Faith is an important theme in Mark’s Gospel. Jesus entered Galilee announcing that the kingdom of God was at hand. Listeners were encouraged to repent and believe the good news (1.14-15). I think this statement represents the starting point for faith. It is the conviction that the Creator God has entered the world in a new way through Jesus. The healing stories help us to understand God’s intention to bring wholeness to all areas of life. As we journey with Jesus, we also learn that the healing of the world requires suffering and death on the cross. Additionally, his followers are called to walk in the way of the cross.
Faith precedes healing in several passages (2.1-12; 5.21-43; 7.24-30; 9.14-29; 10.46-52). We can also say that faith is implicit, although not specifically mentioned, in other stories and summary passages. Think of the leper in Mark 1 who breaks the purity code and falls on his knees before Jesus. It is important to observe the extreme need of those who seek Jesus’s healing power and their intuition that he is their only hope. This is exemplified in the account of the woman with a vaginal flow of blood in Mark 5. She has spent all her savings on physicians that offered no help. She is convinced that she will be healed if only she touches his garment. Jesus stops to listen to her story. He affectionately calls her his daughter. He tells her that her faith has saved her. Here we see that salvation is related to our wholeness in this life and beyond into eternity.
Two other passages merit comment. Jesus returns to his hometown in Mark 6. The villagers denigrate the local boy whose family still lives nearby. Jesus marvels at their unbelief and is unable to do mighty works apart from healing a few sick people. This story suggests that people’s faith gave Jesus a space in which to operate with God’s power. Conversely, the lack of faith placed limits on his mission of healing. I am reminded of a comment attributed to Phil Yancey: “God does not go where he is not wanted.”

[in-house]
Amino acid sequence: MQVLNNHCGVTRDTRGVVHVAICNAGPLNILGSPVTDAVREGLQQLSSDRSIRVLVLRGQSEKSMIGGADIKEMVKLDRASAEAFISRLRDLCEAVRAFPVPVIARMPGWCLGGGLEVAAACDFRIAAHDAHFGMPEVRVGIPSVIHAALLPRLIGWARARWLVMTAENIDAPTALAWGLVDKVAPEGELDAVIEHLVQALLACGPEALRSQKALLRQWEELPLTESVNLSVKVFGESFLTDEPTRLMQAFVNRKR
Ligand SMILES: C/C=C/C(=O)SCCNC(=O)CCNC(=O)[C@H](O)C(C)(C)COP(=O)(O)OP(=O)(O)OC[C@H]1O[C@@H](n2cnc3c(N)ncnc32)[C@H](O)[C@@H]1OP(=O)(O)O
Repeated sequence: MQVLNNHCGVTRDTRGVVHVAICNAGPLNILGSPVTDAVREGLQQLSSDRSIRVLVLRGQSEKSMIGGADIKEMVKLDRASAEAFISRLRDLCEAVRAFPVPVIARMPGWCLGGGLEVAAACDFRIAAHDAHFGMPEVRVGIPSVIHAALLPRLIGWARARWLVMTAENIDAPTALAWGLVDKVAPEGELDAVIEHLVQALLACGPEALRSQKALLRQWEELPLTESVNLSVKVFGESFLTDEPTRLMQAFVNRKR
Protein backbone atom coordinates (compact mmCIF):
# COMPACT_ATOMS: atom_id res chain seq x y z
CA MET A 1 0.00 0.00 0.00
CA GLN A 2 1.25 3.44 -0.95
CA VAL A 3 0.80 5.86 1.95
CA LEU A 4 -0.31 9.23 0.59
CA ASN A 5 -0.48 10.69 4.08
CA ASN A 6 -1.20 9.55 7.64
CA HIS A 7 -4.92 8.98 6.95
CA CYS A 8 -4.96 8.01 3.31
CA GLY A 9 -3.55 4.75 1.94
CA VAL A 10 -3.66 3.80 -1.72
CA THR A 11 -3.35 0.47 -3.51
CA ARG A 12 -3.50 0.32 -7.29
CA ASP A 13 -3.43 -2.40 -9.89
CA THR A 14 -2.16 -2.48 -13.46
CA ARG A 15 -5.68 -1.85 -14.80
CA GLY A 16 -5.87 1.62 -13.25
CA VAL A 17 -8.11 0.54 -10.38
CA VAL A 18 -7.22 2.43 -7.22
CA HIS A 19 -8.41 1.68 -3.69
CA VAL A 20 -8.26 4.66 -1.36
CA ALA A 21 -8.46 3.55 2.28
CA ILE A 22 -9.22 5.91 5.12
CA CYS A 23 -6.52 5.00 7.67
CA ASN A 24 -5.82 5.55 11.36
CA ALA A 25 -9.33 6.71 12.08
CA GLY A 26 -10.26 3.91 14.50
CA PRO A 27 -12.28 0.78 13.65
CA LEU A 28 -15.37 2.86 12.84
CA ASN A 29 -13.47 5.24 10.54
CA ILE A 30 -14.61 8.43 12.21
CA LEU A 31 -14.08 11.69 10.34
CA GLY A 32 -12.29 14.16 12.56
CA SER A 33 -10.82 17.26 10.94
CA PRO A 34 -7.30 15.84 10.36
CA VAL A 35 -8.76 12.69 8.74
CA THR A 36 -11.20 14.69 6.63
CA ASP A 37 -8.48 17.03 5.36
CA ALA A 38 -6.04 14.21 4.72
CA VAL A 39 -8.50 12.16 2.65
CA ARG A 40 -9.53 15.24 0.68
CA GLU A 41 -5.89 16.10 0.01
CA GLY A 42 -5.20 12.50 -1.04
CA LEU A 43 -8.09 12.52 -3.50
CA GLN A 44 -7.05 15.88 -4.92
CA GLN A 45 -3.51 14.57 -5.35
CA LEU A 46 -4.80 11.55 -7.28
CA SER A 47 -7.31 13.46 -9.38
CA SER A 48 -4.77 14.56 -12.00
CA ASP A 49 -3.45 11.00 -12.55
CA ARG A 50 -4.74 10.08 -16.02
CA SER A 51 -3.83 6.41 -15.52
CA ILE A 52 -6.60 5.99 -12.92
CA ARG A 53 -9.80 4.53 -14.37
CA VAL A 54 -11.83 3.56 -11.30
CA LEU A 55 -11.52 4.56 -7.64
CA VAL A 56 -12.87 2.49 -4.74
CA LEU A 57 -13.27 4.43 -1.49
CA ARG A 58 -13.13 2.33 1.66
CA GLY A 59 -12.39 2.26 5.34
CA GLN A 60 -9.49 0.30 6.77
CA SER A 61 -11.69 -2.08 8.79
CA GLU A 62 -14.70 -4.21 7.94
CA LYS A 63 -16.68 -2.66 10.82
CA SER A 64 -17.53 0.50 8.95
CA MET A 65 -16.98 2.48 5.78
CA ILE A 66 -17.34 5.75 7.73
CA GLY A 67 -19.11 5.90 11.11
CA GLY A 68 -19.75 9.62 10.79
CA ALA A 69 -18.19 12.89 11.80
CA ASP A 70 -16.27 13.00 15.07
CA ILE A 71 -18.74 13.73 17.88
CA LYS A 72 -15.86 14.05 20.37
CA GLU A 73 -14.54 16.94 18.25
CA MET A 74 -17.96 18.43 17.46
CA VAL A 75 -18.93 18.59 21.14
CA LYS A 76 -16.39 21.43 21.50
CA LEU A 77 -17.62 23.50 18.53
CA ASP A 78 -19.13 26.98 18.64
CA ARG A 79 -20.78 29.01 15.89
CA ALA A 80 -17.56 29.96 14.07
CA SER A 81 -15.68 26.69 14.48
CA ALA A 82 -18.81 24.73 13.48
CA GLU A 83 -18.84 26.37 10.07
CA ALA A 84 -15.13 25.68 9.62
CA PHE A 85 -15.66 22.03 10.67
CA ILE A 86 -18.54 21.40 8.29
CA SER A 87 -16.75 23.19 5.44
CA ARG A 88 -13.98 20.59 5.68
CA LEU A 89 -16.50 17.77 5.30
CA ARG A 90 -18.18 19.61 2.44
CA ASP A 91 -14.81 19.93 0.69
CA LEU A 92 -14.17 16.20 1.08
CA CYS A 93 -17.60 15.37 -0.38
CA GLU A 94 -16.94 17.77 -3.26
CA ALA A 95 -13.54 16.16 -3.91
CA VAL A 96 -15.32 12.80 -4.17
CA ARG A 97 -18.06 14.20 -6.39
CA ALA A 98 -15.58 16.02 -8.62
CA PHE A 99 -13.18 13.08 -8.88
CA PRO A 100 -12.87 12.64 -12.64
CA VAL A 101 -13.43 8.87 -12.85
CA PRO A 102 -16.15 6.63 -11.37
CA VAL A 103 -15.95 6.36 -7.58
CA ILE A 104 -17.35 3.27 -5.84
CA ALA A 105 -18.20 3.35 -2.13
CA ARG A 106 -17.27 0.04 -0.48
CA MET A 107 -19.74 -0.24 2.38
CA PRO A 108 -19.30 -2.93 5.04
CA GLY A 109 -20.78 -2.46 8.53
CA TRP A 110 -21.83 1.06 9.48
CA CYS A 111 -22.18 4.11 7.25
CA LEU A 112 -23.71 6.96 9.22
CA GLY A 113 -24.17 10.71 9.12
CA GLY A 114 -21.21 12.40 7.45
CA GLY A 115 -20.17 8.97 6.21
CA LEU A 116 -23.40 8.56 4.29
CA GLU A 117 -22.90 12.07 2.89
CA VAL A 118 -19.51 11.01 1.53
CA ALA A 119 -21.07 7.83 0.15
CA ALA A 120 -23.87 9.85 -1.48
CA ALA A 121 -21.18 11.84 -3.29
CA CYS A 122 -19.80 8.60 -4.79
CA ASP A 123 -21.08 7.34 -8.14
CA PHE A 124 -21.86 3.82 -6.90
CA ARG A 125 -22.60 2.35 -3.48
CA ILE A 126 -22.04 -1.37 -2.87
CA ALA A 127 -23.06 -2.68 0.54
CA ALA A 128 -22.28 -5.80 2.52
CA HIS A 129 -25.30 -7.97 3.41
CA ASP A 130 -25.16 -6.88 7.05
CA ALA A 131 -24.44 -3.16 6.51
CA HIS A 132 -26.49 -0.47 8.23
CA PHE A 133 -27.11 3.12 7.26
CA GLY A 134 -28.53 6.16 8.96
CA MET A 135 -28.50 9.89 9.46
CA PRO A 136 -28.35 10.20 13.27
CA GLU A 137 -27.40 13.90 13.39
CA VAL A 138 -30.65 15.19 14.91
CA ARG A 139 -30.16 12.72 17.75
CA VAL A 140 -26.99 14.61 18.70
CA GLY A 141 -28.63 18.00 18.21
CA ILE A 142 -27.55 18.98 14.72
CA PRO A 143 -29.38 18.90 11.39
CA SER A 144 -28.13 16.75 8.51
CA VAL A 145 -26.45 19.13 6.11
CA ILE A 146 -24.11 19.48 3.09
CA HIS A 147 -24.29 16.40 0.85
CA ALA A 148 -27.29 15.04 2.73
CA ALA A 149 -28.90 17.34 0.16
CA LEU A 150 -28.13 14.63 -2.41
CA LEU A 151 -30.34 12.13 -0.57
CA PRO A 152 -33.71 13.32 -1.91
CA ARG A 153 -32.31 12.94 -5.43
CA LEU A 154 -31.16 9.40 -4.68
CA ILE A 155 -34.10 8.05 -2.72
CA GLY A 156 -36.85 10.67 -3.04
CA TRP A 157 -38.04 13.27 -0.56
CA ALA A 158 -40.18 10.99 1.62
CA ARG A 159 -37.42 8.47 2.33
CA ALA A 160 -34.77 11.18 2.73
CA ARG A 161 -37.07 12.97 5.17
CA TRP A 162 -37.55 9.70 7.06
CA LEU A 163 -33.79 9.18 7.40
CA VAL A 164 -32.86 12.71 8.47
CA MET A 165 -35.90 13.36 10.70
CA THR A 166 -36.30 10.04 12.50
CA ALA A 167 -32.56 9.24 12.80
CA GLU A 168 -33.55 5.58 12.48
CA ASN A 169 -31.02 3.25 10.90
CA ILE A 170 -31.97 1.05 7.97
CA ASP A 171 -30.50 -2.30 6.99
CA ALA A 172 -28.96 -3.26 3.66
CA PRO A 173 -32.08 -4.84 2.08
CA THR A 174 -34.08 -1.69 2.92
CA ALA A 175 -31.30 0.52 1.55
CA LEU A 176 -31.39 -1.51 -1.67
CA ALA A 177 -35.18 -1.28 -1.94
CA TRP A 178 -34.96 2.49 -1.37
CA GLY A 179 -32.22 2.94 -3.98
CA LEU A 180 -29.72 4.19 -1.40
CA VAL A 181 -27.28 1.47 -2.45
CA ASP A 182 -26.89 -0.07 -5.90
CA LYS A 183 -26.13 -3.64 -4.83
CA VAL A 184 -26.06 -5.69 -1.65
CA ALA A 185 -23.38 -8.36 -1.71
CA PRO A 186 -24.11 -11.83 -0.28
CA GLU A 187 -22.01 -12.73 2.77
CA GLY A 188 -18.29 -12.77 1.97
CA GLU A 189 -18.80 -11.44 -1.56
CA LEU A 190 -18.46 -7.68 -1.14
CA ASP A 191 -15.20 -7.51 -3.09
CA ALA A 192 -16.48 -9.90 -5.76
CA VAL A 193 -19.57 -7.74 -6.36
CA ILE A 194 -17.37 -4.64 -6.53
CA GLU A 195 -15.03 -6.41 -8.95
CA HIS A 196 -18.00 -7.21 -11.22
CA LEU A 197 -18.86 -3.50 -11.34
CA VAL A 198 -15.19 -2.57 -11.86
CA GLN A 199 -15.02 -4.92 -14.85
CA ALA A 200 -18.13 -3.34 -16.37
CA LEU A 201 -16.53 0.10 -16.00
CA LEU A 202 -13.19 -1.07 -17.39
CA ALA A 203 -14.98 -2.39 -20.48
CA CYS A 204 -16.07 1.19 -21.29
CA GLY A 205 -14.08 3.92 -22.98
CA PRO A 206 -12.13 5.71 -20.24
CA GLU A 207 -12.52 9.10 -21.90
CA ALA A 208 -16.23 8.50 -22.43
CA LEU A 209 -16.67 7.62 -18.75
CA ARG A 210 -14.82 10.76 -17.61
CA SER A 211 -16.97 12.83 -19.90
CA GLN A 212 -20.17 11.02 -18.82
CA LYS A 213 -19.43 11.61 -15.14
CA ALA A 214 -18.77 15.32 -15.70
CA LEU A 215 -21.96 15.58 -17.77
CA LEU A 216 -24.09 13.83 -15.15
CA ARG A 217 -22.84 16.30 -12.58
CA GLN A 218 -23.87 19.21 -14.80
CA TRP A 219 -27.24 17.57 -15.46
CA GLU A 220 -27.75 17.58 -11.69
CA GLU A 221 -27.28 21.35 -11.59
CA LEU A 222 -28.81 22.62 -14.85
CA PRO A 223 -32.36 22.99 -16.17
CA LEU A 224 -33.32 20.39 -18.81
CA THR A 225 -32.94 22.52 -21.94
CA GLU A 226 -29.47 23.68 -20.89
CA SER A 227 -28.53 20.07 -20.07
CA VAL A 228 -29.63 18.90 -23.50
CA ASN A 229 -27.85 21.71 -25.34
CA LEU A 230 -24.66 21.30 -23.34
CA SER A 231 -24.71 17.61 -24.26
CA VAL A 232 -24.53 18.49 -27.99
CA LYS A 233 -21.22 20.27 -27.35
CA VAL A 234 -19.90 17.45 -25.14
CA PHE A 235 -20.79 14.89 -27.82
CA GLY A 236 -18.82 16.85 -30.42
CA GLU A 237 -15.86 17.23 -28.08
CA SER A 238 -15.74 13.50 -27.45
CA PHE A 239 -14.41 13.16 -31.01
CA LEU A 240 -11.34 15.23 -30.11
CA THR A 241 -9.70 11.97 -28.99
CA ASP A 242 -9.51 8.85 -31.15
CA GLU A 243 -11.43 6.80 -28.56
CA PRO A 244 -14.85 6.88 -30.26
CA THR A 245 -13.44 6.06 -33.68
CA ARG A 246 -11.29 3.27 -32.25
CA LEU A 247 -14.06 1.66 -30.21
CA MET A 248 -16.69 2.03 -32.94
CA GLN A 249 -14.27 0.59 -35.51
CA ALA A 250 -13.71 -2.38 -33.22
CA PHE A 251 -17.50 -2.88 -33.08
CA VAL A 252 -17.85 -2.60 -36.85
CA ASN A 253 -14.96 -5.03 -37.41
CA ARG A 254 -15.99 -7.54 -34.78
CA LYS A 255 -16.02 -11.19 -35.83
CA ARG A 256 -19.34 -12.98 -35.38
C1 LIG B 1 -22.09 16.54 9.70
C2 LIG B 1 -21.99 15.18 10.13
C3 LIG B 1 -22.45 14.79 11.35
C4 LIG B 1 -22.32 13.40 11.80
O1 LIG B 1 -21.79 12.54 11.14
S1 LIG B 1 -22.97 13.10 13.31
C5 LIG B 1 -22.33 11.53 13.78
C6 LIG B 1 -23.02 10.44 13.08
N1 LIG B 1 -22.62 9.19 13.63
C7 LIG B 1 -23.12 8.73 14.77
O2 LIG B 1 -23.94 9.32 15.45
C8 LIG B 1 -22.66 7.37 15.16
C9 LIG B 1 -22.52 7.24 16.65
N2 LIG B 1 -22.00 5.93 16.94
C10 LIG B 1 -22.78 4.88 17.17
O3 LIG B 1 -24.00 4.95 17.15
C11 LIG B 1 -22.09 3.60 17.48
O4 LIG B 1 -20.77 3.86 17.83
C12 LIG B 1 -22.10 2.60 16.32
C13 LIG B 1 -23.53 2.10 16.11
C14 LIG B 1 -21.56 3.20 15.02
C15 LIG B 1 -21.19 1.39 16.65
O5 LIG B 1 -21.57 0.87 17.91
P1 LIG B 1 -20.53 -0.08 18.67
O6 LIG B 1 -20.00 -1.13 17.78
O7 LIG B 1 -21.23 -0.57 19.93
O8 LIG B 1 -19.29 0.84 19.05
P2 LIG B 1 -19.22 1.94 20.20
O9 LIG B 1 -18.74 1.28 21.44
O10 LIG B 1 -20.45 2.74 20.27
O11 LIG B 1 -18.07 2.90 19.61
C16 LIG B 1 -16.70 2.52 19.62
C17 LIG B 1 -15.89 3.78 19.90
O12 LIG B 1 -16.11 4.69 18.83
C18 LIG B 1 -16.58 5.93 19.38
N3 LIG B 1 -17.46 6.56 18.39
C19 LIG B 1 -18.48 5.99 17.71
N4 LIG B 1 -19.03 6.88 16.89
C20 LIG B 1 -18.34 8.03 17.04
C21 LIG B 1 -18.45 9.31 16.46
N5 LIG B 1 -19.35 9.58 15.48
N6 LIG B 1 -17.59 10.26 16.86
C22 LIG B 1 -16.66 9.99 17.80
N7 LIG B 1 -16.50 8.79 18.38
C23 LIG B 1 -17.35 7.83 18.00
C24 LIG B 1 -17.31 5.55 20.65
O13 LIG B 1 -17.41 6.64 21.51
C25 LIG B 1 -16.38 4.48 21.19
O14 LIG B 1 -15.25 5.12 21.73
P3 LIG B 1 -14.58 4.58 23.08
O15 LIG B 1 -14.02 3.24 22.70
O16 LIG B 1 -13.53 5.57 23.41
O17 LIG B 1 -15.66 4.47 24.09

In Mark 11, Jesus speaks about faith that can move mountains. This statement, on its own, might be interpreted to mean that miracles are possible provided that there is sufficient faith. The corollary is, of course, that the lack of miracles, including healings, indicates that the threshold of faith has not been achieved. We blame victims for being stuck in their need.
We need to be reminded that Jesus earnestly prayed that the cross would be removed from his vocation. In the garden of Gethsemane, he was strengthened to face death but faith did not give him a “pass.” In alignment with their master, faifIthful disciples will be betrayed by their closest loved ones, face persecutions, endure hardships, and be brought before hostile authorities. Faith does not get us what we might want. Faith brings us into communion with the Father to whom we belong even as we go through periods of suffering and brokenness.
I wish to make two final comments. God responds to people that desperately recognize their need for grace and healing. Too often our congregations have demanded an approved doctrinal statement for inclusion rather than the deep recognition that our lives are broken and wounded apart from God’s healing. Christians, in North America, are often middle class professionals at home in the world of ideas. There are people on the margins who will come to us demonstrating their faith by expressing an urgent need for God. Some of their actions will be as unwelcome as the digging through a roof to bring a friend to Jesus. Will we make room for these people in our fellowships? Will we start where God meets them in their needs and lead them into the deeper faith of being followers?
The story points to the role of friends and family that desire to see the healing and restoration of loved ones. The gospel narrative encourages us to pray faithfully for these people and to find compassionate ways to bring them to the God of grace and new beginnings.